New trends

Drishti, whose Instagram page has a varied collection of products, said, “I do not like to stick to one type. If I was knitting yesterday and clay rings became popular today, I would quickly learn the craft and sell clay rings tomorrow.”

Customers fancy new products from time-to-time and artists try to keep up with what’s trending.

The world of social media, which thrives on content, necessitates that artists become content creators. Aesthetics enter the picture and the success of your page depends on much more than just good products — photography, videography, language, and engagement become considerable factors.

With a limited budget, most artists are compelled to learn these skills by themselves. Naziya explained, “There is a high barrier to entry for selling on digital platforms. It requires expertise in video and photo editing, like creating a good reel in Instagram.”

A personal touch

Digital artists like Drishti, Tavleen, and Komal customise their artwork according to the needs of the customers. Komal mentioned gifting someone a piece of art with a personal touch is always special.

The worth of handmade products

Any handmade piece of work tends to be pricier than machine-made items. Which begs the question: does the Indian consumer think it’s worth the money?

“It is getting better,” the artists say. They have encountered both antipodes. Some customers are appreciative of talent and efforts, and are ready to pay whatever price is quoted to them. Others often ghost them and haggle about prices. In some instances, friends have requested a free art piece or a free product!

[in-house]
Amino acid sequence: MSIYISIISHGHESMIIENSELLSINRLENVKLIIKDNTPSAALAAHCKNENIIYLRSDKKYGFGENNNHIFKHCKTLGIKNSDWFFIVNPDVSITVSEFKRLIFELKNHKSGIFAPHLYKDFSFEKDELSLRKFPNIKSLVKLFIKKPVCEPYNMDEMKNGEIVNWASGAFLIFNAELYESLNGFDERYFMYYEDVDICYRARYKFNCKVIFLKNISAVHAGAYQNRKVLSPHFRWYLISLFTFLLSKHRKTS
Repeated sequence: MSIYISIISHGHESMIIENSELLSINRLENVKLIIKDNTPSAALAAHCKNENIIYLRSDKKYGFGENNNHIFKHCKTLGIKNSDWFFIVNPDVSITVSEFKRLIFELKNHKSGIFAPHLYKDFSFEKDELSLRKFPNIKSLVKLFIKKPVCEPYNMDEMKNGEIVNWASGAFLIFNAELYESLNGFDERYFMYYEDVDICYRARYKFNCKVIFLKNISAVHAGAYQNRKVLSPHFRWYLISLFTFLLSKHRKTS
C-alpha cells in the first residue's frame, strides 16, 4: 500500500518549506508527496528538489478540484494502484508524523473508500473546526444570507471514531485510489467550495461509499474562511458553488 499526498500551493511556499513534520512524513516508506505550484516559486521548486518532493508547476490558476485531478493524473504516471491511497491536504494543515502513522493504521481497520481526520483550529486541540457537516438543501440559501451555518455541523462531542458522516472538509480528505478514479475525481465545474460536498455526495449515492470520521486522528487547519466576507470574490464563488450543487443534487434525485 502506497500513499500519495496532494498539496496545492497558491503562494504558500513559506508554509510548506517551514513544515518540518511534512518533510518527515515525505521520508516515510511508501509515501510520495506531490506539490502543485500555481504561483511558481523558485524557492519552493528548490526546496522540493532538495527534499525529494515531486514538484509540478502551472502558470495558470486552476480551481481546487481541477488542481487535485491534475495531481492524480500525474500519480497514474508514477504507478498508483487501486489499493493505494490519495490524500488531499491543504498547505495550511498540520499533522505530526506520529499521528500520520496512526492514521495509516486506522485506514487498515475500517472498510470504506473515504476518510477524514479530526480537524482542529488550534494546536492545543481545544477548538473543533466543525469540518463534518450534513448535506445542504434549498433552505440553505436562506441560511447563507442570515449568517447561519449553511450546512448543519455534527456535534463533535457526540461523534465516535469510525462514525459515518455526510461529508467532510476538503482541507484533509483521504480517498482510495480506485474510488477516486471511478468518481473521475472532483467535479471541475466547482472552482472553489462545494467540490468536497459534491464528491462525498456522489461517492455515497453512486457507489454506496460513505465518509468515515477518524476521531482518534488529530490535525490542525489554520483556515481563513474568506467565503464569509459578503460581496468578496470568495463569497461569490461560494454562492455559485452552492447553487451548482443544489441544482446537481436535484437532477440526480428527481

The role of family

For many artists-cum-entrepreneurs, families have been hugely supportive. Tavleen described how her entire family is a part of her small venture. “My father helps me with logistics, mother helps with packaging and my brother asks for parties whenever I reach a milestone.”

For Deepakshi, her mother is her “biggest support”. “She is my first investor, who looks into my PR. I lost my father in 2019 and ever since then, my mum and I have been an inseparable team.”

Drishti feels grateful for her friends, who gave her a box of paints when she started the business.

Their customers — mostly strangers on the internet — have also been considerate and kind. “They’re extremely open to ideas, and when they like something I’ve made, they definitely go out of their way to share the same. I kind of tear-up when I receive a good review,” Deepakshi said.

What next?

For Tavleen and Komal, the business will remain a side hustle, while they focus on completing their education. Drishti is looking at her business as a freelance opportunity. For Naziya, this is just the beginning of her entrepreneurial journey. A master’s degree awaits Deepakshi, and she has “big plans as far as Knots is concerned”.

(The writer is an intern at Indian Express)